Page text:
• Eat lots of vegetables. Vegetables are great. Most are low in calories, they fill you up and they are a good source of vitamins and minerals.
  • Take your own packed lunch to work or on days out with the children. Lots of the sandwiches you can buy out are high in calories and heavy with full-fat mayonnaise, butter or margarine. If you make your own lunch, you can choose a healthier option.
  • Allow yourself an occasional treat. If you love chocolate and cut it out of your diet entirely, you will probably find that you start to crave it. Allowing yourself a small amount now and again will make it far easier to stick to your healthy eating plan.
  • Don't eat the children's leftovers. It's easily done, especially if you've spent ages cooking something only to watch them eating a couple of mouthfuls before leaving the rest on their plates. If you get rid of leftovers right away, you can avoid temptation.
  • Try to keep some healthy snacks at hand. If you have some ready-chopped carrots, cucumber or celery in the fridge, you are more likely to resist the custard creams. Mums often remember to take some healthy snacks out with them for their children, but most of us don't think about taking something for ourselves, too.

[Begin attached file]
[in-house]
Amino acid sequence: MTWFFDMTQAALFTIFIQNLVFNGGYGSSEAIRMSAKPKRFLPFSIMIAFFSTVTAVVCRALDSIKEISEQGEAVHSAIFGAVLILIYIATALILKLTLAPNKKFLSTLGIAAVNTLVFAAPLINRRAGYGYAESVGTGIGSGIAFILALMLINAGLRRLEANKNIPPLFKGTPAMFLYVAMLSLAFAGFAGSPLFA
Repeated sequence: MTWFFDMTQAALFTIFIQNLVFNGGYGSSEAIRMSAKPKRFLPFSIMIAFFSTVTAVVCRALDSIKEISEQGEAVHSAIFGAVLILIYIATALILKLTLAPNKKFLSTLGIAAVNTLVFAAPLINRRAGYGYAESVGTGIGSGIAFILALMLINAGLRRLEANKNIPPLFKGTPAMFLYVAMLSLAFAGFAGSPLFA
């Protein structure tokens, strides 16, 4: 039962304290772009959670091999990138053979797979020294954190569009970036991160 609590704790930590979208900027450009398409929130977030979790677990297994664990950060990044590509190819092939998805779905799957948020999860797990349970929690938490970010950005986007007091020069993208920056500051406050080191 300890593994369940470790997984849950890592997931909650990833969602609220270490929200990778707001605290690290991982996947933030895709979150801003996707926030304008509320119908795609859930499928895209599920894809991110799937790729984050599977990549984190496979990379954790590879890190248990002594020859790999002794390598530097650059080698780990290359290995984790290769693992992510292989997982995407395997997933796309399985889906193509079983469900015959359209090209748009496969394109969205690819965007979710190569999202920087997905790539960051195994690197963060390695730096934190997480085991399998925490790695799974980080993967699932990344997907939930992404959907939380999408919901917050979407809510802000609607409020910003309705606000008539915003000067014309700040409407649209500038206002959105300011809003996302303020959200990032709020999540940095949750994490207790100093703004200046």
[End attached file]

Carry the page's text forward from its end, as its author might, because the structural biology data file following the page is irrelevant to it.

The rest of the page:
• You don't necessarily need to eat LESS if you can eat DIFFERENTLY. Swapping any fatty or sugary foods you usually consumer for something lighter and healthier will mean you don't need to feel hungry. There's an interesting healthy food swaps page on the NHS website that illustrates how replacing your meals and snacks with similar but healthier options can make a real difference to your daily calorie consumption.
  • Don't make your life miserable. If you're trying to lose weight, that doesn't mean you have to be consciously dieting every minute of every day. Sometimes, you will be invited out for a meal, or to a party, and you won't be able to follow all your rules. Allow yourself a night off now and again.
  • Don't keep weighing yourself. Try to do this just once a week if you can - it will give you a better idea of whether you are losing or gaining weight than weighing yourself twice a day!
  • Don't give up if you slip up. Don't be disheartened if you slip into your old ways now and again. An occasional blip won't make a real difference if you are trying to eat well most of the time.
  • Be realistic. Don't set yourself unachievable goals as to how much weight you are going to lose and expect to achieve your target in a matter of weeks. If you concentrate on trying to eat healthily rather than dieting, you will get there in the end.